The Avengers

May 3, 2012 by  
Filed under Reviews

Starring: Robert Downey Jr., Chris Evans, Mark Ruffalo
Directed by: Joss Whedon (“Serenity”)
Written by: Joss Whedon (“The Cabin in the Woods”)

It happens in the second half of the highly-anticipated Marvel comic-book movie “The Avengers,” a precisely planned superhero assemblage that has been culminating since 2008’s release of both “Iron Man” and “The Incredible Hulk” reboot (most über-nerds unfairly ignore director Ang Lee’s fascinating “Hulk” of 2003 as art-house nonsense). As “The Avengers” ensemble cast, including Robert Downey Jr. as Iron Man and Chris Hemsworth as Thor, contemplate how to stop the supervillain Loki (Tom Hiddleston) from destroying the earth with his barrage of alien soldiers and machines, Captain America (Chris Evans) takes it upon himself to assign his comrades to do what each one of them does best.

“Hulk … smash,” he says, directing his bulging, green, gamma ray-infused super teammate who swiftly carries out his instructions by ripping apart serpent-like battleships running amok in NYC. It’s a phrase fanboys will be pleased to hear, especially since Marvel seemed to agree with their assessment of Lee’s aforementioned attempt, which prompted the studio to hit the reset button by plugging Edward Norton into Eric Bana’s transforming role as Bruce Banner (the role now belongs to Mark Ruffalo after creative differences arose between Marvel and Norton). From that point on, the comic-book conglomerate knew exactly what they needed their Universe to become.

“The Avengers” isn’t trying to reinvent the comic-book movie like Lee or Christopher Nolan with his “Dark Knight” trilogy. It’s evident that the studio’s main objective is mass commercial appeal and not to clutter things up with complex ideas and themes. That’s exactly what they’ve been doing over the last four years. With releases like “Thor” and “Captain America: The First Avenger,” they wanted to give fans already invested in these characters concrete evidence no one was going to wax philosophical. They wanted big, blaring scenes capable of melting eyeballs in 3D. In the simplest of terms, they wanted to see Hulk, well, smash.

And smash he does in “The Avengers” alongside the mightiest of heroes, which first appeared together in comic books written by industry savant Stan Lee in the early ’60s. Back then, the squad was created to compete with the ever-growing popularity of DC Comics’ Justice League. While the roster has changed over the years, the modern film adaptations have chosen to follow the characters best able to sidestep their natural comic-book kitsch (sorry Ant-Man, your protruding shoulder pads are just too silly to overcome). With approximately $1.8 billion in box-office revenue worldwide, geekdom has spoken. Despite its flaws, “The Avengers” is solid entertainment.

What better way to appease the geeks than with one of their own? Directed by cult favorite Joss Whedon (TV’s “Buffy the Vampire Slayer” and “Angel”), “The Avengers” is pumped with exciting action sequences and razor-sharp special effects that can compete with anything Marvel has ever put out. Known for his clever writing ability (screw Buffy, the dude wrote Darlene’s “To Whom it Concerns” poem during a Season 2 episode of “Roseanne!”), Whedon’s dialogue is perfect for more charismatic characters like industrialist playboy Tony Stark — though far less so for characters like Hawkeye (Jeremy Renner), Black Widow (Scarlett Johansson), and the always doltish Thor, who unfortunately doesn’t provide much oomph to the already ordinary storyline. It starts with Thor’s evil brother Loki, a flimsily written antagonist who is able to get his hands on a powerful cube known as the Tesseract, which holds the key to unlimited sustainable energy. With the planet on the brink of destruction, S.H.I.E.L.D. director Nick Fury (Samuel L. Jackson) rallies his all-star team together to (trumpet fanfare) save the human race. Before they can do that, however, the Avengers must experience some growing pains as a diverse superhero unit and quibble like kids on the playground. It’s during these fight scenes that fanboy fantasies come true. Watching Thor’s hammer slam down onto Captain America’s shield is the stuff of epic wonder. Other amazing feats of action bliss include the Hulk intercepting a fighter pilot as he ejects from a damaged jet, and Stark changing into his Iron Man suit in midair.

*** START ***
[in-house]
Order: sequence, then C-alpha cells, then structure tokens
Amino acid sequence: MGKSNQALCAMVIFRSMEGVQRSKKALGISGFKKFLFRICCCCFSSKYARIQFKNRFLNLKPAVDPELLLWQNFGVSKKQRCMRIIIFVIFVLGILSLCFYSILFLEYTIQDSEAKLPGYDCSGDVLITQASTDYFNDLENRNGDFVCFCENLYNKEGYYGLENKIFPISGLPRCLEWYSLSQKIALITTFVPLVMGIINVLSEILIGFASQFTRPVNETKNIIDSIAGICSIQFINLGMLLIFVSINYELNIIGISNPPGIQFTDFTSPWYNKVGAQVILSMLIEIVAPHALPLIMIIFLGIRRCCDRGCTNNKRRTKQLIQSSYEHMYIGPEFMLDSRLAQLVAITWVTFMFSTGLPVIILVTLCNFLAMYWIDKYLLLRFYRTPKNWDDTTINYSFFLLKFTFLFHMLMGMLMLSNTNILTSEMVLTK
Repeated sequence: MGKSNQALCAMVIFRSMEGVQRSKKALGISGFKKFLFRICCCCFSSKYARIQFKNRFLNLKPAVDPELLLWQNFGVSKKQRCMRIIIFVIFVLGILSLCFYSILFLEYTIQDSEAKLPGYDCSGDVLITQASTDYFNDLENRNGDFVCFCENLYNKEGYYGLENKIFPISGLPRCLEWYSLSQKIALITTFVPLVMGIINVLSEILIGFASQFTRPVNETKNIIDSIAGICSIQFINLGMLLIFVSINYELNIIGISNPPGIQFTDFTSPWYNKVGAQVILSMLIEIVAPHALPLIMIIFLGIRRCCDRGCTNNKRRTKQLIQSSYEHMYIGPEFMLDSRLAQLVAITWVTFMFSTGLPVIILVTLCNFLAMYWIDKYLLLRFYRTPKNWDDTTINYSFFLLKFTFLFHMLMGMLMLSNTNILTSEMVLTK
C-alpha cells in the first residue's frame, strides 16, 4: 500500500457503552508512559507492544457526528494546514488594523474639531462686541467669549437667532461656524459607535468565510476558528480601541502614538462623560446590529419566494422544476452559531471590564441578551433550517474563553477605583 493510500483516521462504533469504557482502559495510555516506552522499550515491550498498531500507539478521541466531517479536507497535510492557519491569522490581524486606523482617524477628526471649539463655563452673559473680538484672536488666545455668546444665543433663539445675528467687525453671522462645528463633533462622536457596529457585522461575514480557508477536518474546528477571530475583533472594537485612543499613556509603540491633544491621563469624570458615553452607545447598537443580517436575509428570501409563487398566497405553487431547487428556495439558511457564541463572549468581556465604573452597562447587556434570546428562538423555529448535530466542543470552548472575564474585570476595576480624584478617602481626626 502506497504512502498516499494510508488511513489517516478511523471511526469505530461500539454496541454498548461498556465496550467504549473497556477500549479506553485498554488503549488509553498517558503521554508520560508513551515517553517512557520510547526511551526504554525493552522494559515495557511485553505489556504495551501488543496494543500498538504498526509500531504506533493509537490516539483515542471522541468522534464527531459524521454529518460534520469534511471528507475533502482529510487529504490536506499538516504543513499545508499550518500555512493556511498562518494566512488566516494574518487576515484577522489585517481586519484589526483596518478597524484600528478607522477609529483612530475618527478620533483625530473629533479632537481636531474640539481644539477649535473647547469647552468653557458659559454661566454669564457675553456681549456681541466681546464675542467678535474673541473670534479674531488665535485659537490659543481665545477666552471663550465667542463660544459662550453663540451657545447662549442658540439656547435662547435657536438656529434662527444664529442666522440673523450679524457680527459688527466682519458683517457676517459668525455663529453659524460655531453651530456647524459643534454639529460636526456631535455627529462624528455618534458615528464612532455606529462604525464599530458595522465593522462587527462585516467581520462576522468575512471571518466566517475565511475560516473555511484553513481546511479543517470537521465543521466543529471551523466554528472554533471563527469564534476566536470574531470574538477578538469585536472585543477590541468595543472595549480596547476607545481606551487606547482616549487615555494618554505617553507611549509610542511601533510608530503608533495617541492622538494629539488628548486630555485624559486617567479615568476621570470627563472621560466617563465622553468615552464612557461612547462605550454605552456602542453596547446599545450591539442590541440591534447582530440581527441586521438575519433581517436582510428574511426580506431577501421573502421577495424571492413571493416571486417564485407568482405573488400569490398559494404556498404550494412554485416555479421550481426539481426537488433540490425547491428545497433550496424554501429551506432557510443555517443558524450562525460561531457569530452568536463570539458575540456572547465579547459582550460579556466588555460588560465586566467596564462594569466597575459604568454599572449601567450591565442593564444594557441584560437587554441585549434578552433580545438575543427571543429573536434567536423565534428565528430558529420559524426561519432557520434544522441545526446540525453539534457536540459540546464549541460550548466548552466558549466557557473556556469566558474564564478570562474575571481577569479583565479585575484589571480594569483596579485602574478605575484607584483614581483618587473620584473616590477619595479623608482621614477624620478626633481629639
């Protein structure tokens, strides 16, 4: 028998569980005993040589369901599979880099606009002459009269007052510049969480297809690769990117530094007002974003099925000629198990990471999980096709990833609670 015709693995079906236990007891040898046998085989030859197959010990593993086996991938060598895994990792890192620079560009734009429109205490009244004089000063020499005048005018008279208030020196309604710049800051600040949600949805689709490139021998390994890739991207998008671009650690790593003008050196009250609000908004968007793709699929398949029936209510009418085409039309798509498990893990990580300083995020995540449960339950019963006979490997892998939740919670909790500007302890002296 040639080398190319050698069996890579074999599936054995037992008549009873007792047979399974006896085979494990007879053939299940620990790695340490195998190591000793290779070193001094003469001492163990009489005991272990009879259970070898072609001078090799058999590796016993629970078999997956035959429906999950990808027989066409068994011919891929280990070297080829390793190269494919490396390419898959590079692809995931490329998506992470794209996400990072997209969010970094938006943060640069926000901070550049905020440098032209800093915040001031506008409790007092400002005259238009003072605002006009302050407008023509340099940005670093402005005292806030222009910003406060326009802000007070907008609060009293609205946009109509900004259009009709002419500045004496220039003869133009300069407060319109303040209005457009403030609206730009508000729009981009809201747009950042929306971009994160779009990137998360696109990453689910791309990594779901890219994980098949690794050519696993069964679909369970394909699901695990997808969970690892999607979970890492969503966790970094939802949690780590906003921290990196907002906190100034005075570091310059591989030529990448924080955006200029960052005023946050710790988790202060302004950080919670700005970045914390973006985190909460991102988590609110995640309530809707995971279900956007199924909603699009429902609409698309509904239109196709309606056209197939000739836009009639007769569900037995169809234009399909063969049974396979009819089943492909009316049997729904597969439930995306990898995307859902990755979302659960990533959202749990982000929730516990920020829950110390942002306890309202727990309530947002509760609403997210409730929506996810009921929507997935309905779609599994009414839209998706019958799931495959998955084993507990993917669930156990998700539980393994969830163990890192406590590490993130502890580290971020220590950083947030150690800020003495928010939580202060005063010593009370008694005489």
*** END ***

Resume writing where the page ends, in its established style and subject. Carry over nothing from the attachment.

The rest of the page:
While the narrative itself leaves much to be desired, Whedon, who also has the overrated meta horror movie “The Cabin in the Woods” out at theaters, does have a knack for hilarious pop-culture references, snappy one-liners that get every character involved, and some physical comedy. It all keeps the story from falling into too many past superhero pitfalls. “The Avengers” may not divert much from the typical superhero blueprint, but what hardcore Marvel enthusiast would really want that anyway?

Iron Man 2

May 7, 2010 by  
Filed under Reviews

Starring: Robert Downey Jr., Mickey Rourke, Sam Rockwell
Directed by: Jon Favreau (“Iron Man”)
Written by: Justin Theroux (“Tropic Thunder”)

If personality makes up the majority of a superhero’s likability, Iron Man should be considered the Marvel comic book character you’d love to hate.

That’s not to say two-time Academy Award-nominated actor Robert Downey Jr. has lost all the charisma that made the 2008 original blockbuster film so downright entertaining and original. Even when Downey Jr. isn’t donning the maroon and gold mechanical suit that transforms him into a weapon of mass destruction, he has another captivating persona he can fall back on.